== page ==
Los Angeles Real Estate By Carrie Bryden

My Secrets To A Successful Short Sale

A lot of stars need to align properly for a short sale to be successful. I have represented both buyers and sellers in the short sale process, so this post is full of my opinions for a successful transaction for both parties. Afterall, it takes both a buyer and seller to make this happen.

First things first: A seller MUST have a qualifying hardship to sell short. A change in income, an inability to refinance or modify with an upcoming rate increase, a divorce, health problem, etc. No one wants someone to have these problems, but unfortunately this is what qualifies. It is advisable that a seller find an agent with a qualified team on their side to negotiate the sale with the bank. There are a lot of companies out there touting their “short sale negotiating department”.  A lot of times, these “departments” charge 1% additional commission and sometimes want to charge this to the buyer! It is hard enough to find a buyer for a short sale due to the length of time it takes to process the sale. Most buyers willing to endure the long haul of a short sale are looking for a deal. You better believe they aren’t going to be willing to pay 1% in additional costs.

Enter my team. I use a non-affiliated escrow officer and short sale negotiator that charges $0 for the negotiating process. That’s right. Nothing. We work together and very hard to make things happen. It is important to have a qualified negotiator on your side as a seller, to push through and go back and forth until a deal is made, especially if you have a second mortgage. 2nd mortgages are NOT non-recourse loans, meaning any remainder of the balance could become a deficiency judgement. We want to work hard to avoid this, or negotiate that amount to as little as possible.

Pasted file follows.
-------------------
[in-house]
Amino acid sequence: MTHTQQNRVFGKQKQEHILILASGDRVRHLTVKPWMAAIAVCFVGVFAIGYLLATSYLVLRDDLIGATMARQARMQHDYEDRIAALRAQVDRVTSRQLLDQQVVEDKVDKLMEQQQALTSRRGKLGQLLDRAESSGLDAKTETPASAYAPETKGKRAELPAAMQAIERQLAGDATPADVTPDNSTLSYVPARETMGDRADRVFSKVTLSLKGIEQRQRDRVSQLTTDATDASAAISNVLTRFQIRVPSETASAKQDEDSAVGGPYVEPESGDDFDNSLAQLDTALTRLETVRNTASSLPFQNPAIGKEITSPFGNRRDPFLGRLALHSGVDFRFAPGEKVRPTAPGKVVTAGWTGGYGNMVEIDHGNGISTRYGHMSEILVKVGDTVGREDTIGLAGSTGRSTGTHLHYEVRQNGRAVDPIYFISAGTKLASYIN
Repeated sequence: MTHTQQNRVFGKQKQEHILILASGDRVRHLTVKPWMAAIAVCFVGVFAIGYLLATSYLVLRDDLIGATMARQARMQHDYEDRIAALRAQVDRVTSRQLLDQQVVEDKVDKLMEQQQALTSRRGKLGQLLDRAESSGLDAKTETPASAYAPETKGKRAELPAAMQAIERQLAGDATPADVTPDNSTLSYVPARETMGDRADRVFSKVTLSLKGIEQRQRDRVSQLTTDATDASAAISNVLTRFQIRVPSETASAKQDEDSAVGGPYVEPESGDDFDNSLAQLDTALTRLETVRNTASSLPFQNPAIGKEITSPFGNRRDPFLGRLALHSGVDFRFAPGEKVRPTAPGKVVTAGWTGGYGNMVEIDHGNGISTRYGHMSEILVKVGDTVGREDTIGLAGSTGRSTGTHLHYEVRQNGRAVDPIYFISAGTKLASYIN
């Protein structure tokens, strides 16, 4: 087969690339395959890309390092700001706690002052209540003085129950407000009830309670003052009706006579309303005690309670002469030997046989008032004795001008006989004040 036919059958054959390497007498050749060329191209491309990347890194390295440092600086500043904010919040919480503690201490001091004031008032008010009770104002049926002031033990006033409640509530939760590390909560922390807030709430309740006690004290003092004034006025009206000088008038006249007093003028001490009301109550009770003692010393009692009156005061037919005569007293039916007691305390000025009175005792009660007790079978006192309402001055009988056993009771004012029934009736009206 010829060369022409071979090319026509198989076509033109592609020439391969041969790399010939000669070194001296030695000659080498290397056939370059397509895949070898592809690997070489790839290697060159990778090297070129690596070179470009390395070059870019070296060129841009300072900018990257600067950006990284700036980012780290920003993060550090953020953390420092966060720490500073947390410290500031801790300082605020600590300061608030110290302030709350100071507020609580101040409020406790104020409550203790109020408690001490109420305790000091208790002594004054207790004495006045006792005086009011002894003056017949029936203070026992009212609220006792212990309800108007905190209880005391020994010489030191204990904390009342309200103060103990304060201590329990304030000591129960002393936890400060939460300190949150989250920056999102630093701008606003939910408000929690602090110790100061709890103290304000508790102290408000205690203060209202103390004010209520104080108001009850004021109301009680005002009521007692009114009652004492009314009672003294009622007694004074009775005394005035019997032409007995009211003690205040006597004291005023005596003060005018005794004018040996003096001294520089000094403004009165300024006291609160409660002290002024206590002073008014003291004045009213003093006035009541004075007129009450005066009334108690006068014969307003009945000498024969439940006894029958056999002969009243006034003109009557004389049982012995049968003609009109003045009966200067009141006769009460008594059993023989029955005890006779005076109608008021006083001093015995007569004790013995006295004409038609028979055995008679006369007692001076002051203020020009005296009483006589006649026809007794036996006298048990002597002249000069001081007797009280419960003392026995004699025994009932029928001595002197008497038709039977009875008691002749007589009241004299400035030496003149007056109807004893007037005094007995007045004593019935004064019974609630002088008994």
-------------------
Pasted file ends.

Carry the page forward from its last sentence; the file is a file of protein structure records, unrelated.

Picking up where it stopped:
As a short sale seller, you want your property marketed, and well. Who would’ve thought? I see countless short sales hit the market with no photos, or photos of poor quality. No open houses, no attention to detail, just flat out no marketing. We’re at a time crunch here people! You better believe I’m going to market your home the same as if it were any other home I was selling. That includes professional photography, open houses, color flyers and major internet marketing.

Ok, now what? We need a buyer. A buyer comes in and they write an offer. In California, we have what’s called a Short Sale Addendum. With this addendum the buyer gets to choose whether they will begin inspections immediately after acceptance of the offer by the seller, or to begin after short sale approval. A buyer also gets to choose whether they would like to submit their good faith deposit and open escrow immediately, or to wait until short sale approval. I recommend submitting your deposit and begining inspections immediately after seller acceptance, and here’s why:

The people working for the bank do not care about anything but a crisp clean file and that is a file that is ready to close. A complete file with a buyer in escrow and ready to close will be processed before those that do not have these components. Also, as a buyer, typically when you buy a home, you have inspections and ask for repairs or credits if need be. Once a short sale is approved by the bank, good luck getting a reduction or credit for repairs. We’re way past that point. So as a buyer, it is to your advantage to inspect early and negotiate the price before bank approval. With your inspection report, this is proof for your reduction in price when the bank asks.